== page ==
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Float On


Home is where the heart is and for Luiz Bispo, that’s in a floating house made of recycled materials on a polluted channel in a Rio de Janiero slum.

At first the government was not at all thrilled with Bispo’s construction because according to Marilene Ramos, the head of the Rio state rivers and lakes authority, they thought that the house would just clog the river.

But passersby would slow down to take snapshots of his structure, which is kept afloat with plastic bottles. The result of the house’s popularity was a collaborative project with the new environment secretary, Carlos Minc. According to a Reuters article: 

"They were threatening to evict me and all of a sudden I'm recognised by the state government and called to be an environmental educator. They want to organise regular visits to my house," said Bispo.

The building, made of concrete and dumped construction materials and filled with reused furniture, will be visited by school groups, thanks to a new idea hatched by Minc. The house will be connected to a filter that stops garbage from moving farther along the already dirty channel. When children come to see how the stream is being cleaned up, they will also see the recycled house.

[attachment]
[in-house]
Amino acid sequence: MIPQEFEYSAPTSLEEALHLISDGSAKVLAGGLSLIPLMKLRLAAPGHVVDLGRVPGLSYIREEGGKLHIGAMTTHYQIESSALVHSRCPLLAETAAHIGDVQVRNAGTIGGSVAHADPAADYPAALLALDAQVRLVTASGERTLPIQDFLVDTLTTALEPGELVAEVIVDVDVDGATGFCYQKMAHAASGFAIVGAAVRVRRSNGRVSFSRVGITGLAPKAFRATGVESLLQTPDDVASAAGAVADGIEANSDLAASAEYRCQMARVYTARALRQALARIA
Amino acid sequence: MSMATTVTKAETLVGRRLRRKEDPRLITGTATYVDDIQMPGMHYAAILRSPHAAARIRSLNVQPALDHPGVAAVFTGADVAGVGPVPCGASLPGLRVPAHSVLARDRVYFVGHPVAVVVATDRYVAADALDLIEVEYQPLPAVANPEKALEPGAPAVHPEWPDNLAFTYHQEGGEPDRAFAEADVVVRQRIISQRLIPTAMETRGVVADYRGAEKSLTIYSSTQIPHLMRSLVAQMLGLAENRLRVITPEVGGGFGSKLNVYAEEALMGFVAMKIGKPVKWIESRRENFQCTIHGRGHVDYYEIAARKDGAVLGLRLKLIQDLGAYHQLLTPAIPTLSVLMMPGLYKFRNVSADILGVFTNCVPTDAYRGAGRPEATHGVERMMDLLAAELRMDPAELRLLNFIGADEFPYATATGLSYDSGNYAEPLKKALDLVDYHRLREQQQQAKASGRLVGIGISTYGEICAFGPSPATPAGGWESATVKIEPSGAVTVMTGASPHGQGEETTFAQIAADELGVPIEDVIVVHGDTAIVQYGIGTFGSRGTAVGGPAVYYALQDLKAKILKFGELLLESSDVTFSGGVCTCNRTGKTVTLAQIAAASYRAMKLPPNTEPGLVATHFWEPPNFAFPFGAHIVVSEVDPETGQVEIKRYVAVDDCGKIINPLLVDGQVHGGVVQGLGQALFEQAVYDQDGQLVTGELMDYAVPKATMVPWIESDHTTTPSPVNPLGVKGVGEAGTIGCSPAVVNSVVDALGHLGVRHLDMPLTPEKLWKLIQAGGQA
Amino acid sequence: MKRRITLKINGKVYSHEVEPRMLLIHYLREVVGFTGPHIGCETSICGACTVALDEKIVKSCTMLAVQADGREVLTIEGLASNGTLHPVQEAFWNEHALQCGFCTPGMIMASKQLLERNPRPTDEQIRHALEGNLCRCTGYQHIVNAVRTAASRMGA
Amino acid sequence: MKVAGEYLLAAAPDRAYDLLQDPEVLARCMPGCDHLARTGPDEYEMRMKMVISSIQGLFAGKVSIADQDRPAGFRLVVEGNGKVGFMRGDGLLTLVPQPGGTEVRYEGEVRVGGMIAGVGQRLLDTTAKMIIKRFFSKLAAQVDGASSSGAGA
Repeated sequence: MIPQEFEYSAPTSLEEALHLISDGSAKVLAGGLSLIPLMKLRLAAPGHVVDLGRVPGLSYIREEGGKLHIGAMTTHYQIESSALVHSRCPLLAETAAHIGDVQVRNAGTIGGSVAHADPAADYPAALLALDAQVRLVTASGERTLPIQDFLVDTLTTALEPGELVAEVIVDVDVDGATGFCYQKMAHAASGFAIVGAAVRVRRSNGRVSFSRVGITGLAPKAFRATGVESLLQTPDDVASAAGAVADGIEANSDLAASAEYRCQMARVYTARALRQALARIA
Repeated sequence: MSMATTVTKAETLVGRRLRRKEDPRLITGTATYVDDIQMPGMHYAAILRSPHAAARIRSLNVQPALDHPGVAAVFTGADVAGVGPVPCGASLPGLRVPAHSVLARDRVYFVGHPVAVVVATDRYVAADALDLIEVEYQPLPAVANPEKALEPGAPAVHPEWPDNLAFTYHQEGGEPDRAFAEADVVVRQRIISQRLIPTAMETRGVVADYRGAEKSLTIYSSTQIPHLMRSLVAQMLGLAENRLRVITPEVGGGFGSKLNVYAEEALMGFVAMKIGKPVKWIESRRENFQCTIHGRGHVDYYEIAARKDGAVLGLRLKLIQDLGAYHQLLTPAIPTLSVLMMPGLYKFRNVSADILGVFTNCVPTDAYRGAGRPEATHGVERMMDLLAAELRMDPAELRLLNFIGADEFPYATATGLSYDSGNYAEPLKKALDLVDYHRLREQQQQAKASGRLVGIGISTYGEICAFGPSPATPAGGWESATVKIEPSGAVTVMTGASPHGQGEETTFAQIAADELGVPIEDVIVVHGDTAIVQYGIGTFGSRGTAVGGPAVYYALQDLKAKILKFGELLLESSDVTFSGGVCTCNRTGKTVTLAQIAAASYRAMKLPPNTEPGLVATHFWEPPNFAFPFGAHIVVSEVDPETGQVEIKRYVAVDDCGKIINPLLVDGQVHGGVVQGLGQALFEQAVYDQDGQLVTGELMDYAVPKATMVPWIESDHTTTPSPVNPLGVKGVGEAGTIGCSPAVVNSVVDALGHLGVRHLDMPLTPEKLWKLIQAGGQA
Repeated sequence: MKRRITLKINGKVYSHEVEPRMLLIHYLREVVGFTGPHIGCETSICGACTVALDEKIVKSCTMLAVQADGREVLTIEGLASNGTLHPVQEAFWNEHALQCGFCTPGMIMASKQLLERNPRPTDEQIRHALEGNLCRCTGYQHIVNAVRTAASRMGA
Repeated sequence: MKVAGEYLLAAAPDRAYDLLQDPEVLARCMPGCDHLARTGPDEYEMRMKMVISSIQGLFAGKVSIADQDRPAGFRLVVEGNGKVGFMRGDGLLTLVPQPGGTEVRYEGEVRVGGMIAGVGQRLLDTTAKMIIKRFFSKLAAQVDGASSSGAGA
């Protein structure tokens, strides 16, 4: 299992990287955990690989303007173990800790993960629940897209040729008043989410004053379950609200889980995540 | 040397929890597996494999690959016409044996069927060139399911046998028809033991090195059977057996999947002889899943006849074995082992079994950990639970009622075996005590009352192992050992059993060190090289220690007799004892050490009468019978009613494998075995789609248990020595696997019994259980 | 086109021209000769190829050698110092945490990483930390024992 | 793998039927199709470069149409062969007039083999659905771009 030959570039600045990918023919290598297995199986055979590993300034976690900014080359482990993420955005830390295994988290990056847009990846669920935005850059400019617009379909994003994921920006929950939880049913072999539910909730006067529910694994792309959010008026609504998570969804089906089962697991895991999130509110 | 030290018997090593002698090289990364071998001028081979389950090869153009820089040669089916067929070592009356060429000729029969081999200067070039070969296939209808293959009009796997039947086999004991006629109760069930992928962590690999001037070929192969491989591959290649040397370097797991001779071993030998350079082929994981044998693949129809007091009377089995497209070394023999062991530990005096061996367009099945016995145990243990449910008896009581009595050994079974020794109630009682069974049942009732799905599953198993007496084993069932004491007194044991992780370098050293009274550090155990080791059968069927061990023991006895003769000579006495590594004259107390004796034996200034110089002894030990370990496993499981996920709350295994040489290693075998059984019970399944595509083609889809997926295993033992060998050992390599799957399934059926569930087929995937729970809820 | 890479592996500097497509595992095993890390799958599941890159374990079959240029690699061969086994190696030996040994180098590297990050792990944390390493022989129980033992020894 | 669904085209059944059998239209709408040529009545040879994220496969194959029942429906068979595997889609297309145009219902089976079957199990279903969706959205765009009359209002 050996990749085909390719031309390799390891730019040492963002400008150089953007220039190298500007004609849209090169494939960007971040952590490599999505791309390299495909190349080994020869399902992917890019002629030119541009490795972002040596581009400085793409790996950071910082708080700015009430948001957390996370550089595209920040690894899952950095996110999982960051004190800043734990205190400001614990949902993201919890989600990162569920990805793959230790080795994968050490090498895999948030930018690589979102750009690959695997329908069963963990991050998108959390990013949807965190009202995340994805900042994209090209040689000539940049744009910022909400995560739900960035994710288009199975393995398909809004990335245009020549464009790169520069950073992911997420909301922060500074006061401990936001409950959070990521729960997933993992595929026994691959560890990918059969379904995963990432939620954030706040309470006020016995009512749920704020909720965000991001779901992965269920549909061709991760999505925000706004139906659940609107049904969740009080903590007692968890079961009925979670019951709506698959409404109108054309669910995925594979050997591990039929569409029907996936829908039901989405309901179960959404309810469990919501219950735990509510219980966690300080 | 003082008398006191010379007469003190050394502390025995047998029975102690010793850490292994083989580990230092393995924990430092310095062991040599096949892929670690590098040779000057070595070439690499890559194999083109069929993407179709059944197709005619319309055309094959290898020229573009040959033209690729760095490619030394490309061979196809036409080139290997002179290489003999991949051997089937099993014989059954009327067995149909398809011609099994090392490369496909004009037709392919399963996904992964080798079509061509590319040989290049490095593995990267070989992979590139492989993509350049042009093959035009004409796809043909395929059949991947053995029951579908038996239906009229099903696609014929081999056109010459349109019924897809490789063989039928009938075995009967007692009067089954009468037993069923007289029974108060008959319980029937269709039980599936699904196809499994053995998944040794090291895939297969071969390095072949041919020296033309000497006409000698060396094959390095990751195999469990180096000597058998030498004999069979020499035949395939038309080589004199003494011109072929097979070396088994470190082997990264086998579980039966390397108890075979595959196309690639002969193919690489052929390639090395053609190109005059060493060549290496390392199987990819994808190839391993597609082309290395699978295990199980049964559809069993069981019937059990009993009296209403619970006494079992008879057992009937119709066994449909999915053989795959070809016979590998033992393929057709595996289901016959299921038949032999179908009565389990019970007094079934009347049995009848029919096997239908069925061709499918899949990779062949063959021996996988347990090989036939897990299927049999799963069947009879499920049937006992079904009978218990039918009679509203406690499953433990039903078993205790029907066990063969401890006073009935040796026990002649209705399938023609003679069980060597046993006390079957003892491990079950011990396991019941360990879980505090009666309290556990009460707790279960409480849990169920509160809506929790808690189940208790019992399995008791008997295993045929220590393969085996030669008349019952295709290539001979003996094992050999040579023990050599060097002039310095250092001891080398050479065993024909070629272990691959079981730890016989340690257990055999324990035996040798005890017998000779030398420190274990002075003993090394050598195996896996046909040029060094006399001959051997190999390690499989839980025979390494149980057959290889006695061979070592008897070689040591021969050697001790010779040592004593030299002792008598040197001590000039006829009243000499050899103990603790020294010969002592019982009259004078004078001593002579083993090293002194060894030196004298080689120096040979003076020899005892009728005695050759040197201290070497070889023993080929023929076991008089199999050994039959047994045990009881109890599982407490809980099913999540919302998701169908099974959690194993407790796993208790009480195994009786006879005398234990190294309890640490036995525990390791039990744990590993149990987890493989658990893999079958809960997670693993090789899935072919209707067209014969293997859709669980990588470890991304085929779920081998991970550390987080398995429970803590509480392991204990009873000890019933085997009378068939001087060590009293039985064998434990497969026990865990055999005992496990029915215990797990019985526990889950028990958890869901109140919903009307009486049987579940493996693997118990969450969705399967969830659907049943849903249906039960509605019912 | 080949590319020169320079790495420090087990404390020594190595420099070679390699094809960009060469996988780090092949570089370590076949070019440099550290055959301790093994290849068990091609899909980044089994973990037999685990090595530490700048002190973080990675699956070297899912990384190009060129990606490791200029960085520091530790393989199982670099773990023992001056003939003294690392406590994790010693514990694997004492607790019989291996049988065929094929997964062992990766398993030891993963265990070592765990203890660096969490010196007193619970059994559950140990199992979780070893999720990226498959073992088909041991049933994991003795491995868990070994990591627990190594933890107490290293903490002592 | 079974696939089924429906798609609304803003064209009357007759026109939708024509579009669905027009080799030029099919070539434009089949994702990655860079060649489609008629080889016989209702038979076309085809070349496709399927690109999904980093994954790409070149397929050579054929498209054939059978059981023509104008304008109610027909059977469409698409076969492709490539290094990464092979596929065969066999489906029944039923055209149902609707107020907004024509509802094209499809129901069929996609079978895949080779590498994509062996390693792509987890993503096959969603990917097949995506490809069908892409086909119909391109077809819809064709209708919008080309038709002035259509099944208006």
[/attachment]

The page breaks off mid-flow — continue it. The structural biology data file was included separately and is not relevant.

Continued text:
"His demonstrative project has synergy with our ecological barrier, which gets many visits, particularly from schools. It can be part of environmental education support," Ramos said.

Field trips could help bring attention to the environmental problems of the more than 600 slums in Rio, which could be help the government contribute more time and funding to cleaning up the polluted areas. Bispo’s house makes him an unlikely activist for the environment:

"I completely agree that we've turned this water into a latrine and it's time to wake up and do something about it."

If only everybody could turn garbage into an environmental attraction.